This morning, K and ventured out into a serene and quiet world. The jet engine roar of the wind had vanished. A thin layer of snow held on in shaded places, giving hints of the myriad animals who had wandered, ghost-like, through our forest overnight. One of our wildlife cameras captured an image of a coyote with a plush coat foraging under our birdfeeders.
K meticulously investigated the scents on plants, shrubs, trees, and rocks next to the trail and appeared to decide that something scary had passed through our forest. As I tried to photograph her, she rarely looked at me. Instead, she scanned the vast world behind her.
I thought to myself that it's rare that our biggest predator comes close to our house so she must be worried about coyotes. Then, I flashed back to about 7 years ago when I found mountain lion tracks within 20' of our house. Back then, I knew almost nothing about lions or tracks but I knew enough to throw down my glove for scale in the photo of the sprawling paw imprints.
It scared us because we had two precious canines, neither of whom was fast or ferocious. Astro, K's big brother, was almost 16 years old. He loved his meandering strolls but moved slowly and stiffly. K was just a few months old and moved like a goofy puppy!
We called our Division of Wildlife to get advice about protection against mountain lions. Ever since then, we each carry a huge can of pepper spray when we're outside. We've found lion tracks so close to our house only one more time since then, and our wildlife cameras next to the house have never captured the image of a lion since we installed them about 18 months ago.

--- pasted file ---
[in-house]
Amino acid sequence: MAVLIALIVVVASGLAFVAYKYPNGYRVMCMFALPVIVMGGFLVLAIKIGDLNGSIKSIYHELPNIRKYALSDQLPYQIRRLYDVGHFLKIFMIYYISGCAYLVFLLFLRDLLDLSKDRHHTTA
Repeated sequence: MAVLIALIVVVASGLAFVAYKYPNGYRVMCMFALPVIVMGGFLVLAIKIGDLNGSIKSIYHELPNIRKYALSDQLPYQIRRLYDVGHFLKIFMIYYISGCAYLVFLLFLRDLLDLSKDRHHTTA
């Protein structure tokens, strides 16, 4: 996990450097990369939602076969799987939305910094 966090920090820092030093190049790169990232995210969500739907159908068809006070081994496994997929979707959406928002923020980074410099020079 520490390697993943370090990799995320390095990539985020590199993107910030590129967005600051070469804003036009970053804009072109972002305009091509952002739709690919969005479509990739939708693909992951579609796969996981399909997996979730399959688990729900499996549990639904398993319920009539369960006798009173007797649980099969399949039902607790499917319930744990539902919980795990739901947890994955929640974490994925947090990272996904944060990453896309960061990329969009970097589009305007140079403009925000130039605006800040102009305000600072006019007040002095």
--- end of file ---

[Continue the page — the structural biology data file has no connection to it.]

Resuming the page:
This morning, I eventually caught K looking vaguely in my direction a couple of times but she was uneasy the entire time. I think that her nose had given her information that I didn't have.
She scaled a huge rock!
Just kidding. It towered about a foot off the ground. That's my limit for K's climbing until her cast comes off, and she gets strong again.
After I dropped K off at home enjoying a kong with yummy dog food frozen inside it, I pedaled out of our clearing on my own. I moved silently, almost stealthily, soaking up the winter quiet of the forest. I was the first human to travel on one of my favorite trails since the snow. A cadre of coyotes had milled about at the start of the trail, and then they'd moved out in a single file line. I love snow because I can see the animal stories!
Finally, after days of clouds enshrouding the mountains, the rocky behemoths sparkled in their new coat of snow. I did a mountain bike ride that let me gaze at the peaks from different viewpoints.
From a sun-warmed ridge...
From a rocky cliff with the moon hanging high...
From a pine forest...
What a glorious winter day!